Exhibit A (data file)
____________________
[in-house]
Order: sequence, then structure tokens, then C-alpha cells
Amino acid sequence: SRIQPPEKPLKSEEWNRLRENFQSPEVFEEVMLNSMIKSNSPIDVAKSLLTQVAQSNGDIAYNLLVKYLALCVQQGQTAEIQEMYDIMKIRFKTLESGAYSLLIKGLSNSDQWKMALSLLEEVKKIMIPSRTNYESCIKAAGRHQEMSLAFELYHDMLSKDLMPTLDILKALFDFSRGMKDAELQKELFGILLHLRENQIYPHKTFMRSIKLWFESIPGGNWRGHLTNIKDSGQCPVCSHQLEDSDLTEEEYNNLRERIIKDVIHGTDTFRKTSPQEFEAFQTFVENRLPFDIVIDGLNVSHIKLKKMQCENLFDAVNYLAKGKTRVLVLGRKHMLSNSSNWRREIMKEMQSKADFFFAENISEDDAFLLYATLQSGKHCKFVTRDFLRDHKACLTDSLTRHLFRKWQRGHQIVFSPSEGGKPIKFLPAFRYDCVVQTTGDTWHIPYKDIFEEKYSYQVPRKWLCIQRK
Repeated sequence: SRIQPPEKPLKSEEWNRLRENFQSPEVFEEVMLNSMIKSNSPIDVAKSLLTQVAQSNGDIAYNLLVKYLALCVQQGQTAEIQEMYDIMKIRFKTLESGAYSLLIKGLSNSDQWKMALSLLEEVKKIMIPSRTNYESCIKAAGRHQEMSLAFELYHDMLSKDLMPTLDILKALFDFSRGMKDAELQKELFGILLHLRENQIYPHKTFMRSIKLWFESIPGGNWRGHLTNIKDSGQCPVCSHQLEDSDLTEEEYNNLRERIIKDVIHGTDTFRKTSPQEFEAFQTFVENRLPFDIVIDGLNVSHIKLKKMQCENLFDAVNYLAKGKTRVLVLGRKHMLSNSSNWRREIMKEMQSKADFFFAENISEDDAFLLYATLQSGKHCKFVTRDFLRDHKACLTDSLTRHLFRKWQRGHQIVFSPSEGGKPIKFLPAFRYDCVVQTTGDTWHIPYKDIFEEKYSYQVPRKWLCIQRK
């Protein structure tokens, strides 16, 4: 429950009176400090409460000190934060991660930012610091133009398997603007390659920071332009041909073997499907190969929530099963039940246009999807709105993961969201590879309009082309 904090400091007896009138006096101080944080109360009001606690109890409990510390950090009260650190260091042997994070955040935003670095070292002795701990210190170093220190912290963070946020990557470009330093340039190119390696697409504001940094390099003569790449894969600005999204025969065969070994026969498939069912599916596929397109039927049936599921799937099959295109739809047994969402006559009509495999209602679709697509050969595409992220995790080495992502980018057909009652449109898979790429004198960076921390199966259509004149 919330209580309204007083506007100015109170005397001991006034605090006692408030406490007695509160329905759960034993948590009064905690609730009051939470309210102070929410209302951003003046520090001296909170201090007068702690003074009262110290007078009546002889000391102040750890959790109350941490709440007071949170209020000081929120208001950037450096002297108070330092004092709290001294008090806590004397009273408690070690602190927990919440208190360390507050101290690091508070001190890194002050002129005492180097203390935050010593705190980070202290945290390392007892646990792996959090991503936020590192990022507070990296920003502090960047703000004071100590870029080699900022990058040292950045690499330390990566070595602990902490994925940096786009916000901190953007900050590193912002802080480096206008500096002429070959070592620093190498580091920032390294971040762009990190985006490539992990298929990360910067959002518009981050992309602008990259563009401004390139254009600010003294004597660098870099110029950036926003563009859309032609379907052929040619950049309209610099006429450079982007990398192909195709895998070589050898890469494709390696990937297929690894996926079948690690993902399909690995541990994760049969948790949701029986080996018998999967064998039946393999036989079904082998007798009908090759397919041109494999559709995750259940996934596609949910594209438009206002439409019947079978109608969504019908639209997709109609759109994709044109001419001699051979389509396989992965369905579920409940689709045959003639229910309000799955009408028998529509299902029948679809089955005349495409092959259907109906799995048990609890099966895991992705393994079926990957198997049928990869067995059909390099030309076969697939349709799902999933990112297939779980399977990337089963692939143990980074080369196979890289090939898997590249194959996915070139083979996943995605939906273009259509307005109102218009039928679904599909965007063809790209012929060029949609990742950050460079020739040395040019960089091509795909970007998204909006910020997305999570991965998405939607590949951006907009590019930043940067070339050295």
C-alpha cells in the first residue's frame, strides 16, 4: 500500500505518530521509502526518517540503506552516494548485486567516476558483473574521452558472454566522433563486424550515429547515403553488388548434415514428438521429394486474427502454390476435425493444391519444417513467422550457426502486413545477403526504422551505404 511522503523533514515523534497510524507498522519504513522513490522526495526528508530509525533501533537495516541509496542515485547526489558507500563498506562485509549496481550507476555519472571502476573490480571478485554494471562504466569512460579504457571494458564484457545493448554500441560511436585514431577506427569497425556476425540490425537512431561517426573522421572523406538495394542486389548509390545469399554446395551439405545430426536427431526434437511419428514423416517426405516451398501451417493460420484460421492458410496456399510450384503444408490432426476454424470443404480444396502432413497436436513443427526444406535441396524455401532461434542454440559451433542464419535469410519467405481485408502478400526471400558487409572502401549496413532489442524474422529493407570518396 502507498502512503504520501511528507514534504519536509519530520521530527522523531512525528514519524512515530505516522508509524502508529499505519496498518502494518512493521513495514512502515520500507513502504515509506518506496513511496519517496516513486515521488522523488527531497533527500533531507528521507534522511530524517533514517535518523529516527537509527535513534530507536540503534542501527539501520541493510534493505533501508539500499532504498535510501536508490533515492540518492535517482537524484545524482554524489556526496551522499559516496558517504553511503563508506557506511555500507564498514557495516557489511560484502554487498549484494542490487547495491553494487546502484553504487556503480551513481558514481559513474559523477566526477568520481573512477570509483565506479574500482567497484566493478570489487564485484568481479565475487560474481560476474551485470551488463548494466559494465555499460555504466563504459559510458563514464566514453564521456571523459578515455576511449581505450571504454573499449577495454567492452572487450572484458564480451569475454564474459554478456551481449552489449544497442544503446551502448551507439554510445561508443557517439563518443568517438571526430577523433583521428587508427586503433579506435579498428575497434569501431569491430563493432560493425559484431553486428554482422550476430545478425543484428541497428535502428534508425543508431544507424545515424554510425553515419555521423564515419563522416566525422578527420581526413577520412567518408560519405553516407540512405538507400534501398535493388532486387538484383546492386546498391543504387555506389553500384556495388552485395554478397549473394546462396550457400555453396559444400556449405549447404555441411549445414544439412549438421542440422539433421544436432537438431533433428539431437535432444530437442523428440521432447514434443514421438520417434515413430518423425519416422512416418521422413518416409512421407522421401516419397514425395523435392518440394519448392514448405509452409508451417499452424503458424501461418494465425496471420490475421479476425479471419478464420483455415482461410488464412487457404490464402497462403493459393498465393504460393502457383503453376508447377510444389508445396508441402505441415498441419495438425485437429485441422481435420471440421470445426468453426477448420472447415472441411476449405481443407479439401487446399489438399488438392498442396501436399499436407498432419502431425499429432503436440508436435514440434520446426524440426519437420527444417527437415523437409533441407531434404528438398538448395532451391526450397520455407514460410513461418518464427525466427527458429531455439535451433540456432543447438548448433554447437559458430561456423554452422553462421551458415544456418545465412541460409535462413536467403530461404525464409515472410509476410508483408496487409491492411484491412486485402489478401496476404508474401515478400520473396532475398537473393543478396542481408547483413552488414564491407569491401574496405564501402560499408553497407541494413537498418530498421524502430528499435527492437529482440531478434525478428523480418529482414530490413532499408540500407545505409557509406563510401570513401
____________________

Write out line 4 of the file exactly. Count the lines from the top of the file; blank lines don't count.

Repeated sequence: SRIQPPEKPLKSEEWNRLRENFQSPEVFEEVMLNSMIKSNSPIDVAKSLLTQVAQSNGDIAYNLLVKYLALCVQQGQTAEIQEMYDIMKIRFKTLESGAYSLLIKGLSNSDQWKMALSLLEEVKKIMIPSRTNYESCIKAAGRHQEMSLAFELYHDMLSKDLMPTLDILKALFDFSRGMKDAELQKELFGILLHLRENQIYPHKTFMRSIKLWFESIPGGNWRGHLTNIKDSGQCPVCSHQLEDSDLTEEEYNNLRERIIKDVIHGTDTFRKTSPQEFEAFQTFVENRLPFDIVIDGLNVSHIKLKKMQCENLFDAVNYLAKGKTRVLVLGRKHMLSNSSNWRREIMKEMQSKADFFFAENISEDDAFLLYATLQSGKHCKFVTRDFLRDHKACLTDSLTRHLFRKWQRGHQIVFSPSEGGKPIKFLPAFRYDCVVQTTGDTWHIPYKDIFEEKYSYQVPRKWLCIQRK